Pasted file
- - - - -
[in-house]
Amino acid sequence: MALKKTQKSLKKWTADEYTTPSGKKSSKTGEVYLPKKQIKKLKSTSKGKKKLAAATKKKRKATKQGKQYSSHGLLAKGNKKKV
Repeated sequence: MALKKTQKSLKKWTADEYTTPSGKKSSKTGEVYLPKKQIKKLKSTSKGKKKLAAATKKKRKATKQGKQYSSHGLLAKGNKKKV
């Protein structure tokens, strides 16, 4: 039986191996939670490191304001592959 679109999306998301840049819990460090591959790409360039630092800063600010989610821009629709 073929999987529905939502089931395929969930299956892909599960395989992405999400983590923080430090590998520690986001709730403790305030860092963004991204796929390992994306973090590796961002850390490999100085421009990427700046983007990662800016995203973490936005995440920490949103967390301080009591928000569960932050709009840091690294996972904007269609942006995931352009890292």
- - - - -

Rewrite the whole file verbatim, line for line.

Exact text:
[in-house]
Amino acid sequence: MALKKTQKSLKKWTADEYTTPSGKKSSKTGEVYLPKKQIKKLKSTSKGKKKLAAATKKKRKATKQGKQYSSHGLLAKGNKKKV
Repeated sequence: MALKKTQKSLKKWTADEYTTPSGKKSSKTGEVYLPKKQIKKLKSTSKGKKKLAAATKKKRKATKQGKQYSSHGLLAKGNKKKV
């Protein structure tokens, strides 16, 4: 039986191996939670490191304001592959 679109999306998301840049819990460090591959790409360039630092800063600010989610821009629709 073929999987529905939502089931395929969930299956892909599960395989992405999400983590923080430090590998520690986001709730403790305030860092963004991204796929390992994306973090590796961002850390490999100085421009990427700046983007990662800016995203973490936005995440920490949103967390301080009591928000569960932050709009840091690294996972904007269609942006995931352009890292």